My top picks for 2020 are a mix of businesses that offer great dividends and provide an essential service. I take the view that even if we slip into a full recession, consumers and businesses will need to purchase essential services and items to remain operational.
Keyera (TSX:KEY) services the oil and gas industry and has a market capitalization of $7 billion. The company services oil and natural gas businesses in Western Canada and transports propane, ethane, butane, condensate and iso-octane throughout North America. Like all the oil and gas industry businesses, the stock took a hit years ago, but Keyera has been rebounding. A five-year total return is -7.42%, but the company’s one-year total capitalization is 16.60%. The company’s trailing annual dividend yield was 1.84 (5.67%).
Recession or no, people will need to heat their homes. There is no way Canadians will turn off the heat entirely during winter. Over six million Canadians use natural gas to heat their homes. Heating with natural gas is cheaper than with electricity, and if the recession drags on for a long time, many Canadians will make the switch to natural gas.
As coal production gets phased out, utilities are turning to natural gas to generate electricity. Natural gas generates 13% of all Canadian electricity, and the number is expected to grow. I suggest you hold Keyera through to 2025 and then assess how the company competes against renewables.
RioCan Real Estate Investment Trust (TSX:REI:UN) has a market capitalization of $8.82 billion and owns and develops mixed-used properties. Most of the company’s properties are in Ontario, but the company has properties in other parts of Canada and the United States. RioCan pays an annual dividend yield of 5.18% and is one of Canada’s largest REITs.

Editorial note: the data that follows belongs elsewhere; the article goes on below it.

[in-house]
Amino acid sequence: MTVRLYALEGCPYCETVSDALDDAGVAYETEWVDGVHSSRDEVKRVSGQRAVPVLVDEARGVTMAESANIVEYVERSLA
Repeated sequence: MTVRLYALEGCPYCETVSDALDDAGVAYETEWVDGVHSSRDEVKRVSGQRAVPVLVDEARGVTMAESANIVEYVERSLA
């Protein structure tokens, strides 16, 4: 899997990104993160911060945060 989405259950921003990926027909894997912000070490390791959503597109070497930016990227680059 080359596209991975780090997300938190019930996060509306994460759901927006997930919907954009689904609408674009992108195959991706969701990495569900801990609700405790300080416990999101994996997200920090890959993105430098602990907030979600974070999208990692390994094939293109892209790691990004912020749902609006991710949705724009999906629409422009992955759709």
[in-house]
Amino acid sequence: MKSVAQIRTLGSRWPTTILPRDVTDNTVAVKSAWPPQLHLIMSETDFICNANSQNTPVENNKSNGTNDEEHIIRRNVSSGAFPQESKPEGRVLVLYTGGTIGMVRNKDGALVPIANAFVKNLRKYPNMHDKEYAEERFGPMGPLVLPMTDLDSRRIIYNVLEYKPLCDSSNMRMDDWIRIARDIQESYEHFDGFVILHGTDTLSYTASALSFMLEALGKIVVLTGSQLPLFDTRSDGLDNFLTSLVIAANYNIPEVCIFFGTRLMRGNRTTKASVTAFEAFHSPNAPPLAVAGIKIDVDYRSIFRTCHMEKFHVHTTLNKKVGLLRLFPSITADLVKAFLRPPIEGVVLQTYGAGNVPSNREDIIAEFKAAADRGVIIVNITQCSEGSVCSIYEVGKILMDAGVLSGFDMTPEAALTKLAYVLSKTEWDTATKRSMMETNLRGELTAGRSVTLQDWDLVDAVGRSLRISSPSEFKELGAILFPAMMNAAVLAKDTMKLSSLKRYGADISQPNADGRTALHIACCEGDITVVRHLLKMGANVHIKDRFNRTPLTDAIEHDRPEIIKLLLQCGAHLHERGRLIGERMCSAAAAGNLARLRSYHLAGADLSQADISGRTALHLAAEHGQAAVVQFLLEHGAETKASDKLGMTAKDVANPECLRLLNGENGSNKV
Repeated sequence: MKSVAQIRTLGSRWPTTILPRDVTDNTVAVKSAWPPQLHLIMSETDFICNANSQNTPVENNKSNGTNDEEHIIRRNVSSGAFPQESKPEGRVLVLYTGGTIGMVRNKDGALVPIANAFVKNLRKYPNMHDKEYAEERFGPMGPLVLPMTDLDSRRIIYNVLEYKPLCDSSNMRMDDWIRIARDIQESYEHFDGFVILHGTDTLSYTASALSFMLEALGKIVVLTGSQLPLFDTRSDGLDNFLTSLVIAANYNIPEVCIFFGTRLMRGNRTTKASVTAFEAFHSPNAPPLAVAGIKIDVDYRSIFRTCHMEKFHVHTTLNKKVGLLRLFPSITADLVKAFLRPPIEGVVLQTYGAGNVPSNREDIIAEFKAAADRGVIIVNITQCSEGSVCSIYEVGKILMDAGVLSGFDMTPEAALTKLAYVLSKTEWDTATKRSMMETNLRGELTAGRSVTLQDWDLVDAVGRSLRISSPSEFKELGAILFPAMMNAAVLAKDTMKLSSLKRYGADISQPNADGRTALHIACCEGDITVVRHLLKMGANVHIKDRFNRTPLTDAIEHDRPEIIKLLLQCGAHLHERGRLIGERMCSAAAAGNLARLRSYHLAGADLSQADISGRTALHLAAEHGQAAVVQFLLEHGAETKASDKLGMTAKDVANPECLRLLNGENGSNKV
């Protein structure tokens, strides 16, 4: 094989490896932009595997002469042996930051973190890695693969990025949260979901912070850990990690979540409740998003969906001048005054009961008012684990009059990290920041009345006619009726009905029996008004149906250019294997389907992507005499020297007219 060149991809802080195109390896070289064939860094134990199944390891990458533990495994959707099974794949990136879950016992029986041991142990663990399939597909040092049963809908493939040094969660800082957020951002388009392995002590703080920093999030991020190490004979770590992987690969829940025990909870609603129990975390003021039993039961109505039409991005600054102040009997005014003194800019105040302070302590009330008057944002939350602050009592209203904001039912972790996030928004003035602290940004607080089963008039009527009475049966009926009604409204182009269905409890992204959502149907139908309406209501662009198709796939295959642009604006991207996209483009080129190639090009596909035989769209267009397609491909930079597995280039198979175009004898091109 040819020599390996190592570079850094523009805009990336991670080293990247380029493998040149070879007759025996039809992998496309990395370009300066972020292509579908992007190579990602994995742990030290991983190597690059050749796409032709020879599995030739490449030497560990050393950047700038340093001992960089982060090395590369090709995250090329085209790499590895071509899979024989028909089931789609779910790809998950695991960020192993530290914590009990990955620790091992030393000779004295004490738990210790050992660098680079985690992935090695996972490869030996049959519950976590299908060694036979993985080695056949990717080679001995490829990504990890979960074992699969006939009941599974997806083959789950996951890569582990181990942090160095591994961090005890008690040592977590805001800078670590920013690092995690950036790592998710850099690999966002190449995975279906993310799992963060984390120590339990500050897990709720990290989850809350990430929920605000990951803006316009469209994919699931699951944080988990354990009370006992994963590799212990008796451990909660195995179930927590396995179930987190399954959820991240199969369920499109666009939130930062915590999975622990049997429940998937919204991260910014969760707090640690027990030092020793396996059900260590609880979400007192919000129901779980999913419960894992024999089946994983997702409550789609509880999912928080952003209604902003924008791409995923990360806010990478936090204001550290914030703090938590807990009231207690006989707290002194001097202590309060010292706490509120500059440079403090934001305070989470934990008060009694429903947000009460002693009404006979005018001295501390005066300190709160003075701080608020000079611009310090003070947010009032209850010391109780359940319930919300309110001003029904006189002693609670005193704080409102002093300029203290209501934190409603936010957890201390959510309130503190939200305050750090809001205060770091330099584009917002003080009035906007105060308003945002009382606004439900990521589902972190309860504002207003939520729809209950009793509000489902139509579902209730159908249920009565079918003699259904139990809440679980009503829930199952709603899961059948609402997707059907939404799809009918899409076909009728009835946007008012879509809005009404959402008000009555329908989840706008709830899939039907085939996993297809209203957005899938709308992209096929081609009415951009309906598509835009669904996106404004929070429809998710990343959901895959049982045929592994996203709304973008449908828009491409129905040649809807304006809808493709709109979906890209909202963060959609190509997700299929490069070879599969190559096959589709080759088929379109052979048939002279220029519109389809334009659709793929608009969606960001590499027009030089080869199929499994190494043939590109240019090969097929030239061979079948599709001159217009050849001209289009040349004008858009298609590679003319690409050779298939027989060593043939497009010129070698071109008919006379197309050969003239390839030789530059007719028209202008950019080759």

Net income in Q3 2019 was up $48.7 million compared to Q3 2018. The increase in income is largely attributable to the increased value of their properties and higher rents.
I like RioCan because of the company’s diversified tenant portfolio. The company leases properties to some of the largest businesses in Canada, such as Walmart, Loblaw, and Metro, providing RioCan with a stable source of income. Note, the anchor stores in RioCan’s properties sell essential goods to Canadians. The anchor stores aren’t likely to go out of business.
The company’s 97% occupancy rate adds to the stocks’ appeal. RioCan has focused on purchasing locations next to existing transit. In cities like Ottawa, where there has been rapid growth, many retail facilities have been waiting for years to have improved transit to their locations. RioCan has largely avoided this problem because of the company’s strategic purchases. I want to see a management team that foresees problems and takes steps to avoid them.
I like Bell for the simple fact that no matter how soft the economy becomes in 2020, comparatively few Canadians will cut their cell phone subscriptions. Cell phones aren’t like television cable. Even low-income earners need access to the internet to apply for jobs, check job schedules, and do banking.
While Bell was slow to respond to online streaming services, the company has since developed Crave TV and has extensive radio services in Canada and the United States. Let’s not forget Bell owns CTV, which retains robust viewership.
Bell continues to innovate in the sphere of smart cities and the Internet of Things. Bell has developed tools for crop monitoring, satellite imaging, and integrated farm data management. I’ll always buy into a company that’s investing in R&D over one that isn’t.